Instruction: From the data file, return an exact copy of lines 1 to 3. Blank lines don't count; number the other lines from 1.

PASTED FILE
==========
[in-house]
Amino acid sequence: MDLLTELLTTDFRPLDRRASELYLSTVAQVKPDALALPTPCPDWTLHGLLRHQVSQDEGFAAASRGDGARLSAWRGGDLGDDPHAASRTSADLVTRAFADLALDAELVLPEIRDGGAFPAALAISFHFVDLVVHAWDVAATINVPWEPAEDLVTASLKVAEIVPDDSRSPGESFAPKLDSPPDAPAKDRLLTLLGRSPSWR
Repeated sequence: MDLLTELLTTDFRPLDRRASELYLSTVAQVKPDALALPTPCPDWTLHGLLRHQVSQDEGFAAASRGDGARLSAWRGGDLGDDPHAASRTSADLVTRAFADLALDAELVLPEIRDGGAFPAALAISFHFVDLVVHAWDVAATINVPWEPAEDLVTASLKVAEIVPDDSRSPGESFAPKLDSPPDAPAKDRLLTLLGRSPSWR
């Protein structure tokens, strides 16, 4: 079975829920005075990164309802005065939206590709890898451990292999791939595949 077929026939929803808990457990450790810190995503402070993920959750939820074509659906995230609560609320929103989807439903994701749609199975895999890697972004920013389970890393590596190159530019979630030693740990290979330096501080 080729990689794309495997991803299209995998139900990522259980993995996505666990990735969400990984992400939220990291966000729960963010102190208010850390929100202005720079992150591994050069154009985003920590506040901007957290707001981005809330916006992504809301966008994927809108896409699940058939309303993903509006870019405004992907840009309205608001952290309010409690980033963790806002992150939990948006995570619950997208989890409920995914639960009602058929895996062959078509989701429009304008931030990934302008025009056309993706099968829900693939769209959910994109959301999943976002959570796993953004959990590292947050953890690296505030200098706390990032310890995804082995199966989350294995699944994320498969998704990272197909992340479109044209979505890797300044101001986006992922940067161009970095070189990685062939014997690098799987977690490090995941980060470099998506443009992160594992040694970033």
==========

[in-house]
Amino acid sequence: MDLLTELLTTDFRPLDRRASELYLSTVAQVKPDALALPTPCPDWTLHGLLRHQVSQDEGFAAASRGDGARLSAWRGGDLGDDPHAASRTSADLVTRAFADLALDAELVLPEIRDGGAFPAALAISFHFVDLVVHAWDVAATINVPWEPAEDLVTASLKVAEIVPDDSRSPGESFAPKLDSPPDAPAKDRLLTLLGRSPSWR
Repeated sequence: MDLLTELLTTDFRPLDRRASELYLSTVAQVKPDALALPTPCPDWTLHGLLRHQVSQDEGFAAASRGDGARLSAWRGGDLGDDPHAASRTSADLVTRAFADLALDAELVLPEIRDGGAFPAALAISFHFVDLVVHAWDVAATINVPWEPAEDLVTASLKVAEIVPDDSRSPGESFAPKLDSPPDAPAKDRLLTLLGRSPSWR